The world we’re presented with and are expected to believe in (the world which we’re required to believe in) is a false reality.

Probably everyone, at some time or other, has had the eerie feeling that ‘things are not what they seem’. At such times we start to wonder, like Edgar Allen Poe, if it might not all be just ‘a dream within a dream’. Usually, such feelings don’t persist and we quickly forget about them. If on the other hand the feelings do persist and cause distress then we refer to this as paranoia, and the thing about paranoia is – as we all know – is that the startling insights we are getting as a result of it aren’t real. We understand what we’re experiencing to be a mental disturbance or aberration – perhaps even a ‘mental illness’.

In The Tibetan Book of Living and Dying Sogyal Rinpoche says that during our lives there occur every now and again ‘breaks’ or ‘gaps’ between one solid and continuous structure and another. When we find ourselves in such a gap or bardo we have a real opportunity to ‘change tracks,’ so to speak, and leave behind the pattern that we were caught up in. Our reaction to finding ourselves in the unfamiliar space of the bardo is however almost always to get out of it as quickly as we can by re-instigating some kind of habitual or automatic behaviour. And then, once this moment of potential freedom is gone, we make sure never to think about the experience – we blank it out. And if we do try to talk about this experience of uncertainty we’re discouraged by everyone around us, we are ‘put off’. And yet, as Sogyal Rinpoche points out, what we’re being put off from discussing are genuine glimpses into the nature of the mind –

Despite this massive and nearly all-pervasive denial of their existence, we still sometimes have fleeting glimpses of the nature of mind….I think we do, sometimes, half understand these glimpses, but modern culture gives us no context or framework in which to comprehend them. Worse still, rather than encouraging us to explore these glimpses more deeply and discover where they spring from, we are told in both obvious and subtle ways to shut them out.

We know that no one will take us seriously if we try to share them. We can be frightened by them, or even think we are going mad. So we ignore what could really be the most revealing experiences of our lives, if only we understood them. This is perhaps the darkest and most disturbing aspect of modern civilization its ignorance and repression of who we really are.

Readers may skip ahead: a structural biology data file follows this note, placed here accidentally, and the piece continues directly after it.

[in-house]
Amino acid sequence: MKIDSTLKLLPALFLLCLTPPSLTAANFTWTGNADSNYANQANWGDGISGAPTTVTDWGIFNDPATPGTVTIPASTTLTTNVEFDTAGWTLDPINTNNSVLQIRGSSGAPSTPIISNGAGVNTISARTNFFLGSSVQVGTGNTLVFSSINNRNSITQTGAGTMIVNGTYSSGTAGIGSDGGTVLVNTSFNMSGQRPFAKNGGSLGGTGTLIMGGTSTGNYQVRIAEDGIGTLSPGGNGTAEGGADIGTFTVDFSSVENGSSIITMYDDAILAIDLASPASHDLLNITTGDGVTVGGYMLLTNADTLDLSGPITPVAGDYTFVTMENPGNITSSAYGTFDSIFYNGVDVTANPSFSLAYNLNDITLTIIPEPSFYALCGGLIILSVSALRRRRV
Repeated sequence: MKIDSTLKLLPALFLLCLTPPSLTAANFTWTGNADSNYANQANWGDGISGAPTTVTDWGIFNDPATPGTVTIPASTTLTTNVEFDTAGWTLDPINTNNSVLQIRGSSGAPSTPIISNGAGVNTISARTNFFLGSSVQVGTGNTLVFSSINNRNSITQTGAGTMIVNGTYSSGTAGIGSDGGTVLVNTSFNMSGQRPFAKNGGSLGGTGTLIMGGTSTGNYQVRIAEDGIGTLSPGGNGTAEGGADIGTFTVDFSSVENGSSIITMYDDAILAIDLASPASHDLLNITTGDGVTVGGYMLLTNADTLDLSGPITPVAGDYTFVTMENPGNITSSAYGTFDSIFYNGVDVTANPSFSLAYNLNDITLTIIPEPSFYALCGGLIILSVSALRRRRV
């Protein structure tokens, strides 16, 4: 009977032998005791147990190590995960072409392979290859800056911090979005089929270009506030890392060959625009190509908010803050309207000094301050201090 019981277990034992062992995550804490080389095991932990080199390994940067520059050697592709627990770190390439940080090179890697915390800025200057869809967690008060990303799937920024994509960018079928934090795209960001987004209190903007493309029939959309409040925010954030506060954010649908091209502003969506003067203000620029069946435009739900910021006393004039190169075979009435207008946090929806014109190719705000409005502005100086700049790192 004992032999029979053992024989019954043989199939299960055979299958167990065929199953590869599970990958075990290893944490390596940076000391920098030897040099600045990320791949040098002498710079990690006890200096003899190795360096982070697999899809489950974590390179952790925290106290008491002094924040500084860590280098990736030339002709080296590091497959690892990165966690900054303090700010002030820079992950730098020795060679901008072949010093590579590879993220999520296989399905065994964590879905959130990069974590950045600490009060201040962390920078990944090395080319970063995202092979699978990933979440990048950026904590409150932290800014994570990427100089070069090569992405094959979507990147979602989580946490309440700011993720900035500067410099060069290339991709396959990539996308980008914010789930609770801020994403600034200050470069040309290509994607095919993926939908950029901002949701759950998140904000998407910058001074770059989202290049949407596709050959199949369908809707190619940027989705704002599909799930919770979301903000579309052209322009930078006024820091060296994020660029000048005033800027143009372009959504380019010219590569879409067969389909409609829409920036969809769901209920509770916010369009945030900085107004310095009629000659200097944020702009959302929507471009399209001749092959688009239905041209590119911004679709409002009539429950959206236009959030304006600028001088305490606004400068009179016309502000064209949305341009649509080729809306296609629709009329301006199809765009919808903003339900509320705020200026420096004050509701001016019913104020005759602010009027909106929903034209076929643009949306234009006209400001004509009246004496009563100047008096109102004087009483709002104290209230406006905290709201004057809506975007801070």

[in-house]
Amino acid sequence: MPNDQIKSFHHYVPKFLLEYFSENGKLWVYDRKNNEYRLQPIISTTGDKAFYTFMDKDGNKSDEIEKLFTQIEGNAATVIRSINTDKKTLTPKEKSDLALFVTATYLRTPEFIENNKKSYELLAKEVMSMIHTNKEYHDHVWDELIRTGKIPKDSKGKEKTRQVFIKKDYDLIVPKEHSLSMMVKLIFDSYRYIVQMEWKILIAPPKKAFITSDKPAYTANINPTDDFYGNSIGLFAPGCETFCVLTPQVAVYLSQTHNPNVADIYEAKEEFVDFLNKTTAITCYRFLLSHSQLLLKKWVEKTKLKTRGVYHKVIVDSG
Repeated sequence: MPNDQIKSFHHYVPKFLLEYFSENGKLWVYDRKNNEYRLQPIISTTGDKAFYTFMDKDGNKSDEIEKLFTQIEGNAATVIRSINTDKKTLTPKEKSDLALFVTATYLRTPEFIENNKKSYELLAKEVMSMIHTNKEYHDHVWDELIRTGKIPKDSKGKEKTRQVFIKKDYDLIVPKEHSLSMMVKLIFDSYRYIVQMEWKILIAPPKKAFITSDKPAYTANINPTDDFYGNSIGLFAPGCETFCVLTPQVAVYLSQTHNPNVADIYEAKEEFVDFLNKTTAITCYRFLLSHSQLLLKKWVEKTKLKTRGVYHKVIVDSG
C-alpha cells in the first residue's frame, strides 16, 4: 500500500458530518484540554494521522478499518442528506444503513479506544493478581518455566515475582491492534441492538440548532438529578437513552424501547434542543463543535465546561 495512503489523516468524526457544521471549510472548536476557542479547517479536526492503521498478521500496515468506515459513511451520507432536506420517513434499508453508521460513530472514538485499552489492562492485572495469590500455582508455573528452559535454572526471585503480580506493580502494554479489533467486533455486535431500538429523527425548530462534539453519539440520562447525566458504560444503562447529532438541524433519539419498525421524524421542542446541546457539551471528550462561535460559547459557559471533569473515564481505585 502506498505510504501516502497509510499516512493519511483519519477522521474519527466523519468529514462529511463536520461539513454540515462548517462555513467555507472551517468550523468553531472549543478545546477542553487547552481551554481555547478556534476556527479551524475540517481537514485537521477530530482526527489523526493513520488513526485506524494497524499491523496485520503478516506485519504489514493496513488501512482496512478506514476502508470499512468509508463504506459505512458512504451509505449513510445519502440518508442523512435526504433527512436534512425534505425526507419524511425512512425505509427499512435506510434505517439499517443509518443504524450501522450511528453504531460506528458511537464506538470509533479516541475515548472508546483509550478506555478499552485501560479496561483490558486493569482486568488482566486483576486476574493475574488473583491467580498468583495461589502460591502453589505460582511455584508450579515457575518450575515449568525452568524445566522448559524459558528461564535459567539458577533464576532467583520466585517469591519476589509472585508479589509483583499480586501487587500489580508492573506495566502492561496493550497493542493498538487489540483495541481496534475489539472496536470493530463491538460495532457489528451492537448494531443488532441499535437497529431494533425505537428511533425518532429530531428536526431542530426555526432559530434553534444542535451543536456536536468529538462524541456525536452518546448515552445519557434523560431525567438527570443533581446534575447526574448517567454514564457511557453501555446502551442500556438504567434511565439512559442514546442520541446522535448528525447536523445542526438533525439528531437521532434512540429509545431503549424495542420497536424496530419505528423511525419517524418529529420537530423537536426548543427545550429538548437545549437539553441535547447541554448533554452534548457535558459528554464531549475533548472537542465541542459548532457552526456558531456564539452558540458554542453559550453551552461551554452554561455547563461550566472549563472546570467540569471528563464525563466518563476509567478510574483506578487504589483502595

Now whilst it’s true that in paranoia any definite conclusions we may jump to, any theories we come up with (in order to account for our feeling of acute uncertainty as to ‘what is going on’) are always going to be way ‘off base’, the essential perception itself, that something is amiss, that ‘someone has been tampering with the reality supply’, is not off-base at all but totally accurate. There is something going on – we’re being fed (either by our conditioned mind or by society) a completely bogus version of reality. The hair-raising feeling that things aren’t what they seem isn’t a ‘random mental aberration’ at all; it’s a manifestation of actual unconditioned awareness; a manifestation of genuine honest unpackaged, unprocessed and unregulated consciousness…

This being the case, since when is actual consciousness considered an aberration or illness and why is it treated as such?

What kind of a world are we living in when to be conscious is an illness that needs to be treated by the officially-licensed and professionally-accredited ‘experts’?

Colin Wilson
Colin Wilson

What kind of an upside-down state of affairs is this? Colin Wilson says that he sometimes used to have the strange feeling that the everyday world was a kind of a hoax or ‘put-up job’. Reality wasn’t convincing – it seemed like a bad joke! Psychiatry would put this perception down to sub-clinical paranoia since the definition of sanity is that we accept the same reality that everyone else does. Another, less rationalistic culture than ours might on the other hand see it as a sign that the person is starting to wake up out of the collective delusion, wake up out of the consensus hallucination.